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I have emittance curves of a material (that cannot be shared) that show an increase in emittance values over a wide wavelength range. As the temperature increases, the value for emittance increases, and the region in which the emittance is close to 1 increases spectrally.

So, my question is: Do materials approach blackbody emittance ($\epsilon = 1$) for all wavelengths as the temperature increases?

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I think it depends on the material and its atomic structure. Look at the black body fit for the sun, which is a complex body. A very high temperature and not a perfect fit.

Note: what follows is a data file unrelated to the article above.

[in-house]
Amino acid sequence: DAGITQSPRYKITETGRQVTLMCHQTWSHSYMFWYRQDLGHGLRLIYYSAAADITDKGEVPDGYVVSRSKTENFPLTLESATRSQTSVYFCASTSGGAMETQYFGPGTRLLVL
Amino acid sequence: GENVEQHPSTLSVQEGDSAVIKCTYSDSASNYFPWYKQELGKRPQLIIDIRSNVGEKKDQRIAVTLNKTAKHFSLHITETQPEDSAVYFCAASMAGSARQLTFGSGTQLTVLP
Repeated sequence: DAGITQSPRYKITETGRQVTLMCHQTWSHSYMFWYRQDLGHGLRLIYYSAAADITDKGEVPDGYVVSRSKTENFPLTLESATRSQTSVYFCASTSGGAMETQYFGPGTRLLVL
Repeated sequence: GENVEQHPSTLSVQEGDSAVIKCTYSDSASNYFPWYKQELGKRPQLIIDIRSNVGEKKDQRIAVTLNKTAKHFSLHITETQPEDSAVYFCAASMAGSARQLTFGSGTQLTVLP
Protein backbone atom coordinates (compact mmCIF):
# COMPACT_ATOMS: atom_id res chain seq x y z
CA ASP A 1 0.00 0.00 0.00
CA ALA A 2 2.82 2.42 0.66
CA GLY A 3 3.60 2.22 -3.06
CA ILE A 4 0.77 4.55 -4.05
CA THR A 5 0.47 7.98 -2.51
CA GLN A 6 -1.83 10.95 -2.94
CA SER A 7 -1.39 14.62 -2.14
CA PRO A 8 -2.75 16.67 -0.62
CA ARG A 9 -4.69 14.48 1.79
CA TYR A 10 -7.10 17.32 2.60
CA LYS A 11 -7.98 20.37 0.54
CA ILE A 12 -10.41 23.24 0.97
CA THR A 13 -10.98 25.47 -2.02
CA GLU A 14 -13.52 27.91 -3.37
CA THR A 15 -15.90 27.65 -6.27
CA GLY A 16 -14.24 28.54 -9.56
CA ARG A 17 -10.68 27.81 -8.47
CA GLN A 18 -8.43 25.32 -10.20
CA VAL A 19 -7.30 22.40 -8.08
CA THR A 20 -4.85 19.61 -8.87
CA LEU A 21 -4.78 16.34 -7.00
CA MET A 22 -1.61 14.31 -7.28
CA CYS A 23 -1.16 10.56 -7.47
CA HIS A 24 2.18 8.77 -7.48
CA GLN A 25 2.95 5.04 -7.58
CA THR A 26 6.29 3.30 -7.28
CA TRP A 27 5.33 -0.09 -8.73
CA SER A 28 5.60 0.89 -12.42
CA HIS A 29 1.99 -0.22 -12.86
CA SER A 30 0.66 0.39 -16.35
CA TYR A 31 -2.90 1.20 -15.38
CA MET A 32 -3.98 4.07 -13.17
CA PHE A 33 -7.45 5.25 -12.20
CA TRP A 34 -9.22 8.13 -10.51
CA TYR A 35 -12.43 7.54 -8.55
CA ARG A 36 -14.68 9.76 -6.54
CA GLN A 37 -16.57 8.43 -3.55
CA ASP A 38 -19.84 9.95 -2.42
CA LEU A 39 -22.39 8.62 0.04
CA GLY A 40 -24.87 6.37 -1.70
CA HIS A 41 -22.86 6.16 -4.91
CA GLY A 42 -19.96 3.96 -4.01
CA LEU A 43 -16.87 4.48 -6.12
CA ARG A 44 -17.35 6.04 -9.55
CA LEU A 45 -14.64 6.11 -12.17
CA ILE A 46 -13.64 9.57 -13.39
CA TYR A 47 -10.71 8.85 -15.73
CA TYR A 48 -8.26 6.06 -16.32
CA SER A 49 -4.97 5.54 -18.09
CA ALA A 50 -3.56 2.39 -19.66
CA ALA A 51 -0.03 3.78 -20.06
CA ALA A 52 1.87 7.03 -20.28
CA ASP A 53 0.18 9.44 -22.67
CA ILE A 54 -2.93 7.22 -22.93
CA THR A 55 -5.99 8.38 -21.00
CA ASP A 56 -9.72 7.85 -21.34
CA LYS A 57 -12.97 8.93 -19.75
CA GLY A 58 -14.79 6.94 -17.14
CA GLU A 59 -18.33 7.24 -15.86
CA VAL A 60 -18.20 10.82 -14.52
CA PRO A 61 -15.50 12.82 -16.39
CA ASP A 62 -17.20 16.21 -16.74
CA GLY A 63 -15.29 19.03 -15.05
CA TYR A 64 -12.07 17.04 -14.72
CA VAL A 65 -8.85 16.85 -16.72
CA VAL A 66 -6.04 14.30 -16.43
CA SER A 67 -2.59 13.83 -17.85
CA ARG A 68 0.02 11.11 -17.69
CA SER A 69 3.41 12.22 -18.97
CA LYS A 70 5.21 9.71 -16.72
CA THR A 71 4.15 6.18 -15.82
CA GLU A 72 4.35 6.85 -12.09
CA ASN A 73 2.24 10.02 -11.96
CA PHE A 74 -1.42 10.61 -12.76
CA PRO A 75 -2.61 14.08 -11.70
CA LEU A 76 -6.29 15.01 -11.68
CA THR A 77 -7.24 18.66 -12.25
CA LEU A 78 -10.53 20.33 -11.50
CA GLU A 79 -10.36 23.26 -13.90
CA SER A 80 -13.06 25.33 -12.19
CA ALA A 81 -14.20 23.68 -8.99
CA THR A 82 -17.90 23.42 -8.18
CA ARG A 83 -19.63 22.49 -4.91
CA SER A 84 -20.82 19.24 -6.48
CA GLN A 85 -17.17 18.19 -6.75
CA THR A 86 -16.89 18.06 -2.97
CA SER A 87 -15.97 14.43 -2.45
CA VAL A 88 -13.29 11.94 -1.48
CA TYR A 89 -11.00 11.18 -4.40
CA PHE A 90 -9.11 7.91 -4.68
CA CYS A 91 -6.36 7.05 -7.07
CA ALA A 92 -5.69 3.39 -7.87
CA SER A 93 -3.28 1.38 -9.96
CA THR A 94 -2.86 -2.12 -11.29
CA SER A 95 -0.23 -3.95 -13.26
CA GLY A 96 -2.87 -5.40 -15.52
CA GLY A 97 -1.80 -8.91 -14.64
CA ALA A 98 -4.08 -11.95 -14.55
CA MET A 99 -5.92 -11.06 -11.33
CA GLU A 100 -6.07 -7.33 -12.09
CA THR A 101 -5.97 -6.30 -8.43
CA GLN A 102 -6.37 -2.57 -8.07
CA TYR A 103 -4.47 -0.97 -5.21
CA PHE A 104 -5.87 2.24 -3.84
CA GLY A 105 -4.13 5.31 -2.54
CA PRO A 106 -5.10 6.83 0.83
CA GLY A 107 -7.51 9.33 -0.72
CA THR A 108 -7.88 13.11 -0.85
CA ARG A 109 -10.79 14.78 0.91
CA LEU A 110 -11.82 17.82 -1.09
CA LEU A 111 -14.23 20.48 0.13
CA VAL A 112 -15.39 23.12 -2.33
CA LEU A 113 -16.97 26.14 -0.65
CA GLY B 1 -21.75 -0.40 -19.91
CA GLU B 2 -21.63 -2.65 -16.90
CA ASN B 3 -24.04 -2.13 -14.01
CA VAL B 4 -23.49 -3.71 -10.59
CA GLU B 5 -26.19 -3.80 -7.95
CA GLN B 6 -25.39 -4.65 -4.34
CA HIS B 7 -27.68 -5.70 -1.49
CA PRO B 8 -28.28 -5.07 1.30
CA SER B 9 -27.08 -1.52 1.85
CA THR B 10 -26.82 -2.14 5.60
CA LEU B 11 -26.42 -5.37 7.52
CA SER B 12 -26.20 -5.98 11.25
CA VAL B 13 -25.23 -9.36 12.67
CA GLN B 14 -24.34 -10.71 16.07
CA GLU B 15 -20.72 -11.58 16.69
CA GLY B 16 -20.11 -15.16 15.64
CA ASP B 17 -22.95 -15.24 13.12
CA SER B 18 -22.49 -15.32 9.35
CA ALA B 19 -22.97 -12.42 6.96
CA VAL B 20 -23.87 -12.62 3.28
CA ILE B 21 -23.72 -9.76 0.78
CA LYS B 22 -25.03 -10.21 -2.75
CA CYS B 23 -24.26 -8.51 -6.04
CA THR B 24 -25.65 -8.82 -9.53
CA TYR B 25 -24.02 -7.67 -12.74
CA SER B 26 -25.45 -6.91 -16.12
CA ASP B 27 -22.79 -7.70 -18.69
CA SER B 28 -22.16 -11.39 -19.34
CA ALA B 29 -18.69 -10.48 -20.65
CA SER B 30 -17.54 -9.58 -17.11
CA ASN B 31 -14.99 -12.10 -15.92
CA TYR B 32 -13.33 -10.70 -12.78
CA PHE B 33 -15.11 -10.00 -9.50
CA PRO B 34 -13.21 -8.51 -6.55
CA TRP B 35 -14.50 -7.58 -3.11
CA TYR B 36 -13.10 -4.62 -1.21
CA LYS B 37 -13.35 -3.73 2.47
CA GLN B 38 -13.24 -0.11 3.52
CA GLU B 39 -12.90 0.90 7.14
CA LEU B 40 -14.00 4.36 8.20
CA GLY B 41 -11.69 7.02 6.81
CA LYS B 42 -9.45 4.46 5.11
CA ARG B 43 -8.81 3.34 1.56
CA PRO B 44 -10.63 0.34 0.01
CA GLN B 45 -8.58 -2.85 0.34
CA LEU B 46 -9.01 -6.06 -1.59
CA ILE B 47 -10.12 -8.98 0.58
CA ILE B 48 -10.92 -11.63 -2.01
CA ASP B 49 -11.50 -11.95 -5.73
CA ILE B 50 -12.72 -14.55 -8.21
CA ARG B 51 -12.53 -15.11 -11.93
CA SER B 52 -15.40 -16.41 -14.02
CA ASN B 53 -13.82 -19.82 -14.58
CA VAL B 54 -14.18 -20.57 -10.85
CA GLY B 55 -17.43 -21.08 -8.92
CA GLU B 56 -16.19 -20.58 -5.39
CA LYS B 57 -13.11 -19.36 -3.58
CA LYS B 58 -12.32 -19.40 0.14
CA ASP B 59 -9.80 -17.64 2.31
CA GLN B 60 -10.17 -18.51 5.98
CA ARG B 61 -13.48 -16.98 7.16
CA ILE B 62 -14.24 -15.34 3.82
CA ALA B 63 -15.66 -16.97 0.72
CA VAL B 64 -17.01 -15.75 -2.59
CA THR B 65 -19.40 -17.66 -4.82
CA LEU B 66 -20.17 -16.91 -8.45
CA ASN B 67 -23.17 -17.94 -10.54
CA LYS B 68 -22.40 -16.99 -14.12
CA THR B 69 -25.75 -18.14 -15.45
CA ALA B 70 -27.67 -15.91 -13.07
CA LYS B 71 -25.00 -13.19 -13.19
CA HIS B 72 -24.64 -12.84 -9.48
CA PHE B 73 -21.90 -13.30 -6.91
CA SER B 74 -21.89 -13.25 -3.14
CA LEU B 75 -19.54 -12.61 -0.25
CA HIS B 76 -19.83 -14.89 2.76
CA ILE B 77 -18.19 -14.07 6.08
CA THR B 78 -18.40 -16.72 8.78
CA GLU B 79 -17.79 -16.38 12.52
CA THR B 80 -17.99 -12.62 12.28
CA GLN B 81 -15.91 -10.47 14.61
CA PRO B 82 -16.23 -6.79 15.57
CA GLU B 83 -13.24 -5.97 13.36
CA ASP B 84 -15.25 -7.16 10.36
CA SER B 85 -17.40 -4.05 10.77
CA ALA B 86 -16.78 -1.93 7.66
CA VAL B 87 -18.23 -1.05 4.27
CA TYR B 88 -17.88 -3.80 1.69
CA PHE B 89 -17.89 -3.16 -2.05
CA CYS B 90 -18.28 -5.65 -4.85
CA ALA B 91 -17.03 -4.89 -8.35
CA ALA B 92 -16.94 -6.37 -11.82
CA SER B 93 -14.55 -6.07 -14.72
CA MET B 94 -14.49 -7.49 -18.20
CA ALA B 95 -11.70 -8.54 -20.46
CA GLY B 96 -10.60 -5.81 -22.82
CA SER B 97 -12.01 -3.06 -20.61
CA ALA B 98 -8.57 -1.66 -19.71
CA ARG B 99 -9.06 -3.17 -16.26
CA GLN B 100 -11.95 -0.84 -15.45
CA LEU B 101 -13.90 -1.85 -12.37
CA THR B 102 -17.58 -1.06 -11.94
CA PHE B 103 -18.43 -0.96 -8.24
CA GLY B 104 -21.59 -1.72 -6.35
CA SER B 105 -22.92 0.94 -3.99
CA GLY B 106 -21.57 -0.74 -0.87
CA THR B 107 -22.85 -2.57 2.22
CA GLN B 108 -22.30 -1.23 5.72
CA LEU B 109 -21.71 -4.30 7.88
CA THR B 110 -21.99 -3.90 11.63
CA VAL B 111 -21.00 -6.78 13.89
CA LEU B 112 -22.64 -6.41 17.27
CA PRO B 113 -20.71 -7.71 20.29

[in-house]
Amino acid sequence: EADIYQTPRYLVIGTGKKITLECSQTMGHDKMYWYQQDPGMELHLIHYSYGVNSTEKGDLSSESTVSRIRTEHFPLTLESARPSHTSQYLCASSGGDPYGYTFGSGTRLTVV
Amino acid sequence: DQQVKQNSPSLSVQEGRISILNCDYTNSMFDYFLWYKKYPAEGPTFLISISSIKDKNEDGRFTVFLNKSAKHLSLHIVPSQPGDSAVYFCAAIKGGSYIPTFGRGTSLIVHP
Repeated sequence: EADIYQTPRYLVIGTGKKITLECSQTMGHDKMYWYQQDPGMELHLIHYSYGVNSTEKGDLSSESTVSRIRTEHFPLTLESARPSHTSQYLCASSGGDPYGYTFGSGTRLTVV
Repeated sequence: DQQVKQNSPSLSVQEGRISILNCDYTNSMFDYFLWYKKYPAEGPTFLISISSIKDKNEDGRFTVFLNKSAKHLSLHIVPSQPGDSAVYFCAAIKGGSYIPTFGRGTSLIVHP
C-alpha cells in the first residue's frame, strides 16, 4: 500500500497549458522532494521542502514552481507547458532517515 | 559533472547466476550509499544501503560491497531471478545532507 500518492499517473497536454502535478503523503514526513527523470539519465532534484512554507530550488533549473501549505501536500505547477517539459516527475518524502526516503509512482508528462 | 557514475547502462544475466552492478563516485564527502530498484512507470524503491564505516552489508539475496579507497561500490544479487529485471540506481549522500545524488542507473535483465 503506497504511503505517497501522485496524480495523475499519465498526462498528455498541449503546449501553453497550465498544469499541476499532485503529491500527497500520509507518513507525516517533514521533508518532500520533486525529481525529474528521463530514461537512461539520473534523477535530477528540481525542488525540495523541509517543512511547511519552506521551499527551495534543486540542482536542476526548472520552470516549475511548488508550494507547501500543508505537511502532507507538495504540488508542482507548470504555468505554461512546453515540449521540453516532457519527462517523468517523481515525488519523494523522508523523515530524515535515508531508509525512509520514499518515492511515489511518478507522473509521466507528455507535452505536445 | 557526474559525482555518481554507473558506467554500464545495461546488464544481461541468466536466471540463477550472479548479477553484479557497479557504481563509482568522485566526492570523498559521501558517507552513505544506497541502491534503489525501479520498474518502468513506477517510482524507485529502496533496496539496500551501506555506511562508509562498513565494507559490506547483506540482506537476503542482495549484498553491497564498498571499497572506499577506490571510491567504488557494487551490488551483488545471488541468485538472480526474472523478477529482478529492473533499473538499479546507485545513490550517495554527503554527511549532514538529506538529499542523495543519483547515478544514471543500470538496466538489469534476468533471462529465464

The cosmic microwave backround radiation has the best experimentally fitted black body curve, and the energy is very low.

Also this publication is interesting, showing a large range of temperatures for fitting with a black body spectrum ;Perfect blackbody radiation from a graphene nanostructure with application to high-temperature spectral emissivity measurements .

Seems to me it will depend on the material under study.

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